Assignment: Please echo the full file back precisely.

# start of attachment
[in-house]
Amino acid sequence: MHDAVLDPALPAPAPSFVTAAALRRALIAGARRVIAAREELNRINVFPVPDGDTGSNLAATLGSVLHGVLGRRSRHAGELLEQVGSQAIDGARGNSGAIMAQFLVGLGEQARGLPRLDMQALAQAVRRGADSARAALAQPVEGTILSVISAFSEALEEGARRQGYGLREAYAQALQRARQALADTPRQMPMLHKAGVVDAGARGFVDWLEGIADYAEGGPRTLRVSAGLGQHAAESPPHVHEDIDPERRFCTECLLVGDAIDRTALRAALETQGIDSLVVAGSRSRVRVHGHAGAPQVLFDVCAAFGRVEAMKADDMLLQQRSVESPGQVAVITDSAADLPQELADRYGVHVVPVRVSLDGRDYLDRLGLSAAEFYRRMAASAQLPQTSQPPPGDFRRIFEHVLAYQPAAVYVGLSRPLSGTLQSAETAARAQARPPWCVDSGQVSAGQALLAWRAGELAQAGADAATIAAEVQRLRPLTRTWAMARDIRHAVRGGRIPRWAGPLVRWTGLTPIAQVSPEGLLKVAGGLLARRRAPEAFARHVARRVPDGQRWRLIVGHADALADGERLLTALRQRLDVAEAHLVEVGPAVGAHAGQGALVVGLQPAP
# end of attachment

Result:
[in-house]
Amino acid sequence: MHDAVLDPALPAPAPSFVTAAALRRALIAGARRVIAAREELNRINVFPVPDGDTGSNLAATLGSVLHGVLGRRSRHAGELLEQVGSQAIDGARGNSGAIMAQFLVGLGEQARGLPRLDMQALAQAVRRGADSARAALAQPVEGTILSVISAFSEALEEGARRQGYGLREAYAQALQRARQALADTPRQMPMLHKAGVVDAGARGFVDWLEGIADYAEGGPRTLRVSAGLGQHAAESPPHVHEDIDPERRFCTECLLVGDAIDRTALRAALETQGIDSLVVAGSRSRVRVHGHAGAPQVLFDVCAAFGRVEAMKADDMLLQQRSVESPGQVAVITDSAADLPQELADRYGVHVVPVRVSLDGRDYLDRLGLSAAEFYRRMAASAQLPQTSQPPPGDFRRIFEHVLAYQPAAVYVGLSRPLSGTLQSAETAARAQARPPWCVDSGQVSAGQALLAWRAGELAQAGADAATIAAEVQRLRPLTRTWAMARDIRHAVRGGRIPRWAGPLVRWTGLTPIAQVSPEGLLKVAGGLLARRRAPEAFARHVARRVPDGQRWRLIVGHADALADGERLLTALRQRLDVAEAHLVEVGPAVGAHAGQGALVVGLQPAP